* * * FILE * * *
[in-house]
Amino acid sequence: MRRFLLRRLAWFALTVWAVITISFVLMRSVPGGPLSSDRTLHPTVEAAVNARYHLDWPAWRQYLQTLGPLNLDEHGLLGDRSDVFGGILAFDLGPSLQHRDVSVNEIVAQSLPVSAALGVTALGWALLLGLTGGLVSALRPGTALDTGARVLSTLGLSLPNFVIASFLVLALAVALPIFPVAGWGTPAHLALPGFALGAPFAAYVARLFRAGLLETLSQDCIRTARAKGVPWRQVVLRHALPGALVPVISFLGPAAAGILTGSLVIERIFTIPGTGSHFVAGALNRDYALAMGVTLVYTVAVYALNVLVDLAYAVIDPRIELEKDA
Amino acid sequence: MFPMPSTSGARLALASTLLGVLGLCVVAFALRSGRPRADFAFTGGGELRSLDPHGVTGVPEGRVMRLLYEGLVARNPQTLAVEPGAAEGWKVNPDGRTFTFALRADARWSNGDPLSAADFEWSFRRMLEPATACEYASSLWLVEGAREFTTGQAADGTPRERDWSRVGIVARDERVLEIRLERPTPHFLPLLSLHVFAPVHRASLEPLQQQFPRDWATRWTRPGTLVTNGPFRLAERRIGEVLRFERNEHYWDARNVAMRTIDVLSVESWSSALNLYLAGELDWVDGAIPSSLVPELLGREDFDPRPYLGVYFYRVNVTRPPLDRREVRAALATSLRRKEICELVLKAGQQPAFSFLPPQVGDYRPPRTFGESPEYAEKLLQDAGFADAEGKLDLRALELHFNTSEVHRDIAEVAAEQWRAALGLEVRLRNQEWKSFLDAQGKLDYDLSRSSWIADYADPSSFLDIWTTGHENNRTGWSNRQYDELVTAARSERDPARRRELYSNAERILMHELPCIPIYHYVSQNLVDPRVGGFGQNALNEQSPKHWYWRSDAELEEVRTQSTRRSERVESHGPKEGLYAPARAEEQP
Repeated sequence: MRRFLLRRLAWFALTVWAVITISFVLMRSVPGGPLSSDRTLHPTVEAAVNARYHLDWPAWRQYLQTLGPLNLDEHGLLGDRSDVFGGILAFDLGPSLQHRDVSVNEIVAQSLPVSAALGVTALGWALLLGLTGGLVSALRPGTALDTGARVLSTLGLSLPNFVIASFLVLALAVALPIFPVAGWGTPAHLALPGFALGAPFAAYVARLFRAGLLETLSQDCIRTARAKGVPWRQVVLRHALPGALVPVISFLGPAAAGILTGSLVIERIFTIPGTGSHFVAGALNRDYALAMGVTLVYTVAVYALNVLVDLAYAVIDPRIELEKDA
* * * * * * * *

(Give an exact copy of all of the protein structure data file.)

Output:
[in-house]
Amino acid sequence: MRRFLLRRLAWFALTVWAVITISFVLMRSVPGGPLSSDRTLHPTVEAAVNARYHLDWPAWRQYLQTLGPLNLDEHGLLGDRSDVFGGILAFDLGPSLQHRDVSVNEIVAQSLPVSAALGVTALGWALLLGLTGGLVSALRPGTALDTGARVLSTLGLSLPNFVIASFLVLALAVALPIFPVAGWGTPAHLALPGFALGAPFAAYVARLFRAGLLETLSQDCIRTARAKGVPWRQVVLRHALPGALVPVISFLGPAAAGILTGSLVIERIFTIPGTGSHFVAGALNRDYALAMGVTLVYTVAVYALNVLVDLAYAVIDPRIELEKDA
Amino acid sequence: MFPMPSTSGARLALASTLLGVLGLCVVAFALRSGRPRADFAFTGGGELRSLDPHGVTGVPEGRVMRLLYEGLVARNPQTLAVEPGAAEGWKVNPDGRTFTFALRADARWSNGDPLSAADFEWSFRRMLEPATACEYASSLWLVEGAREFTTGQAADGTPRERDWSRVGIVARDERVLEIRLERPTPHFLPLLSLHVFAPVHRASLEPLQQQFPRDWATRWTRPGTLVTNGPFRLAERRIGEVLRFERNEHYWDARNVAMRTIDVLSVESWSSALNLYLAGELDWVDGAIPSSLVPELLGREDFDPRPYLGVYFYRVNVTRPPLDRREVRAALATSLRRKEICELVLKAGQQPAFSFLPPQVGDYRPPRTFGESPEYAEKLLQDAGFADAEGKLDLRALELHFNTSEVHRDIAEVAAEQWRAALGLEVRLRNQEWKSFLDAQGKLDYDLSRSSWIADYADPSSFLDIWTTGHENNRTGWSNRQYDELVTAARSERDPARRRELYSNAERILMHELPCIPIYHYVSQNLVDPRVGGFGQNALNEQSPKHWYWRSDAELEEVRTQSTRRSERVESHGPKEGLYAPARAEEQP
Repeated sequence: MRRFLLRRLAWFALTVWAVITISFVLMRSVPGGPLSSDRTLHPTVEAAVNARYHLDWPAWRQYLQTLGPLNLDEHGLLGDRSDVFGGILAFDLGPSLQHRDVSVNEIVAQSLPVSAALGVTALGWALLLGLTGGLVSALRPGTALDTGARVLSTLGLSLPNFVIASFLVLALAVALPIFPVAGWGTPAHLALPGFALGAPFAAYVARLFRAGLLETLSQDCIRTARAKGVPWRQVVLRHALPGALVPVISFLGPAAAGILTGSLVIERIFTIPGTGSHFVAGALNRDYALAMGVTLVYTVAVYALNVLVDLAYAVIDPRIELEKDA